Confessions of a Book Whore

I Am a Book Whore

I’m such a book whore! Seriously, why can’t I just stick to one? No, instead I start reading one and then another catches my eye and then I’m off with that one too, reading them both at once. Sometimes I feel guilty because I tend to give more attention to one than the other – most times, to the second than the first. I wish I could settle down with just one book but whenever I try to do so, my mind wanders and I begin to wonder if there’s something better out there that I’m missing out on.

For the New Year, I decided to read 30 books. It’s a doable goal. Last year’s 60 books didn’t work out well and I only read 45 by pushing myself hard. “30 books” is more relaxed. So far I’ve read 5 books, which has surprised me because I didn’t expect to read that much in just a month. The month isn’t even over yet.

The first book read was The Perks of Being a Wallflower by Stephen Chbosky. I was so captivated by this book that it didn’t even cross my mind to consider running off with another. This book lassoed me and held fast. Most times I couldn’t even tear my eyes from the pages. Everything was done one-handed and with a quarter of my attention while I read, which caused many accidents to happen—especially in the kitchen—and shoddy clean-up jobs.

After completing The Perks of Being a Wallflower, I jumped into The Magician’s Guild by Trudi Canavan. This one is a bore. I’m still trying to make my way through it. The chemistry is simply not there and I kept wandering off so I began reading The Writing Life by Annie Dillard. Although Dillard’s book kept me interested, it was not enough to turn me from my whorish ways so I began reading A Wizard of Earthsea by Ursula Le Guin.

I ran off with A Wizard of Earthsea and had a blissful affair. We were involved once when I was a teenager but then I forgot about it—it’s hard to keep up when you’ve been involved with so many books. But it was great hooking up again and rediscovering what we once had. I promise this time I will not forget. It was a good lay.

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“A Wizard of Earthsea” by Ursula Le Guin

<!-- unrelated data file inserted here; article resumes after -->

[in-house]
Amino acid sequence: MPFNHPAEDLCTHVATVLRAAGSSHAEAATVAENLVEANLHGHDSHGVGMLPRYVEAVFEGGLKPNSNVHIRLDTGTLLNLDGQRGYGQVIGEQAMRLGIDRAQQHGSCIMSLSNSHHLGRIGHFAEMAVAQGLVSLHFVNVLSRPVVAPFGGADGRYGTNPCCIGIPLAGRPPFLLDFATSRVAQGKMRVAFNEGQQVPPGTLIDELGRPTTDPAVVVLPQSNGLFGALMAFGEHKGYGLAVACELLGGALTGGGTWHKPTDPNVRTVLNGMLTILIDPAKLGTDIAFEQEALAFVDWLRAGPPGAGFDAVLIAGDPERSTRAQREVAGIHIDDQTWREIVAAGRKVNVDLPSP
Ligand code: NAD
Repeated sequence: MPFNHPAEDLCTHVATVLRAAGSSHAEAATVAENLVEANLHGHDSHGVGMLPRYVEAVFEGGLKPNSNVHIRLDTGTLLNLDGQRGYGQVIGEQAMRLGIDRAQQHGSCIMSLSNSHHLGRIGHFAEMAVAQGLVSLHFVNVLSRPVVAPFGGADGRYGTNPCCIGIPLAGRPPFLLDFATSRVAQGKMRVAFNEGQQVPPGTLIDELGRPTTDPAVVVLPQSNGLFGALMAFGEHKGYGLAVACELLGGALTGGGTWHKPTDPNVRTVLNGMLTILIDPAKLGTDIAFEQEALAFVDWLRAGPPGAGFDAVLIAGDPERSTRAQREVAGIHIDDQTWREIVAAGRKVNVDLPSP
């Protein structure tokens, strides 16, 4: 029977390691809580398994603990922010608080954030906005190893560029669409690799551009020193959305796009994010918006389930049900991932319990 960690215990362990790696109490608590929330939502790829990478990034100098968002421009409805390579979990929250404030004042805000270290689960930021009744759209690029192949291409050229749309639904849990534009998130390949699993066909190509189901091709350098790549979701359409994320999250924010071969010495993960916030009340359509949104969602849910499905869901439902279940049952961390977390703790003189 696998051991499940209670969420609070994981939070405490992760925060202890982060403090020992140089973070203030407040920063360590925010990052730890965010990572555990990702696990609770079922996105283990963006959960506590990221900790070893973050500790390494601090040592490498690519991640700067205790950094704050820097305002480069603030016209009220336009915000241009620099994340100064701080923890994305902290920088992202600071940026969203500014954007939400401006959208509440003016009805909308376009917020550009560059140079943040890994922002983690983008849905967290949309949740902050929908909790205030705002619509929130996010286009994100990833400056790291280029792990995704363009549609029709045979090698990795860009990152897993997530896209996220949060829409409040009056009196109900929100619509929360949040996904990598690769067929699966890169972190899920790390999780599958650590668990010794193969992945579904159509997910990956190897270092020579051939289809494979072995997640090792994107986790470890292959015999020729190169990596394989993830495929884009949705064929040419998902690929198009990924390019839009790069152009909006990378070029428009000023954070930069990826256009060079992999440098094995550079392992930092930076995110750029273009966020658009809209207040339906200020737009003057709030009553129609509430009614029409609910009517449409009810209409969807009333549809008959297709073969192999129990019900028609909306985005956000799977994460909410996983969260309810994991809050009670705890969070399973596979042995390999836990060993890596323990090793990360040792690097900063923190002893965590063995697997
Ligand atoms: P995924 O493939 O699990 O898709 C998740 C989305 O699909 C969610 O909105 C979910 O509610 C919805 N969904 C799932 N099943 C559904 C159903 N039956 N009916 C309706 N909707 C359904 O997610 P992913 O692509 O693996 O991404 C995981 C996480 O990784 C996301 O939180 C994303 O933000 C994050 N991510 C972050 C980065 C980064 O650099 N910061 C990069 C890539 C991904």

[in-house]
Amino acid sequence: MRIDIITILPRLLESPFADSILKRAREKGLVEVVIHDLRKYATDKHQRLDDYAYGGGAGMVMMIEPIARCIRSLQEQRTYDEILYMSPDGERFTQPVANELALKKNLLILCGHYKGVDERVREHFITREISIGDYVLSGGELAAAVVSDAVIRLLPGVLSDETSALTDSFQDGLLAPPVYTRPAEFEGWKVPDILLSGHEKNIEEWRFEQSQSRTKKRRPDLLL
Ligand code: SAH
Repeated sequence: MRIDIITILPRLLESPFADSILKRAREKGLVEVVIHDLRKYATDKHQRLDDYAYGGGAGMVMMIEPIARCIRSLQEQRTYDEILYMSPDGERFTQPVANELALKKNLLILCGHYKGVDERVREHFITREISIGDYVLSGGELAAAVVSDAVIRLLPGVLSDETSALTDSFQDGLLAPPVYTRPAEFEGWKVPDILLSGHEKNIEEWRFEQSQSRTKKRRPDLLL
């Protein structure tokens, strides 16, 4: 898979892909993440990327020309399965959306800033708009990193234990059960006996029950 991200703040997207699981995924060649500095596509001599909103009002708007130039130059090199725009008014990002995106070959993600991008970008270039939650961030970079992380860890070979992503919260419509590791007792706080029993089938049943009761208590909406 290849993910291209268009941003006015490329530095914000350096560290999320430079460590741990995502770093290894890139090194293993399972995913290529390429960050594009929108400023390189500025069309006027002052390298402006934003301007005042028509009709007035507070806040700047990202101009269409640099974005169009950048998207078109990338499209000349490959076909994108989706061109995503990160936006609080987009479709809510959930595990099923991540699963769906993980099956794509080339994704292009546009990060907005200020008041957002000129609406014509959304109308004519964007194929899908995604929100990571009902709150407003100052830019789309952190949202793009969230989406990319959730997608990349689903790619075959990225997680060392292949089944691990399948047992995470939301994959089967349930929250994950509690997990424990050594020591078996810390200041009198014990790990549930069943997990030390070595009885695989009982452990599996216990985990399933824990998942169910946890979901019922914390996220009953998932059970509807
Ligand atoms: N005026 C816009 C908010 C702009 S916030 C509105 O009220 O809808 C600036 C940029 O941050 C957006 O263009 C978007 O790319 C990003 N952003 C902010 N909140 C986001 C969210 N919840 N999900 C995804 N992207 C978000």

Available on Amazon and at your local book store.
Available on Amazon and at your local book store.

Just finished Ursula Le Guin’s A Wizard of Earthsea novel and I am in awe. I decided to buy and read this book because throughout my college years, I kept being reminded of an image from a book I read while in high school: a wizard sailing to the edge of the world. I could not recall what story I imagined that image from but I searched to find it.

I kept hearing of Ursula Le Guin (especially after reading about J.K. Rowling) and decided to look her up. Her named sounded familiar. When I came across A Wizard of Earthsea, it seemed familiar as well. A part of me kept pushing to check it out because it was probably that book that the image that haunted me was from. Still, another part of me doubted it since I could not recall a story by Le Guin.

As I began reading, I got swept up in Le Guin’s storytelling. She is a master storyteller and weaves such a strong spell in her narration that you’re unable to put the book down until you’ve reached its end. It’s not all action and cliff-hangers as the majority of young adult books are today. But still it moves you along. You get caught up in the life of Ged, the protagonist who is destined to become a great wizard, and you become as curious as he is about his destiny and his shadow.

Quick summary:

Ged, a boy who was once called Duny is from a poor village in the mountains of Gont, one of the islands in the archipelago that makes up Earthsea. He bumps into his powers by accident when he overhears his aunt, a local witch, speak a word and he repeats it calling the goats he looks after to him. They come to him but would not leave and his aunt has to unbind him from them. At that moment, his aunt realizes that her nephew has some power and begins to teach him some of what she knows. Soon, he can call animals to him and later gains the nickname Sparrowhawk in his village since he is usually seen with a bird of prey.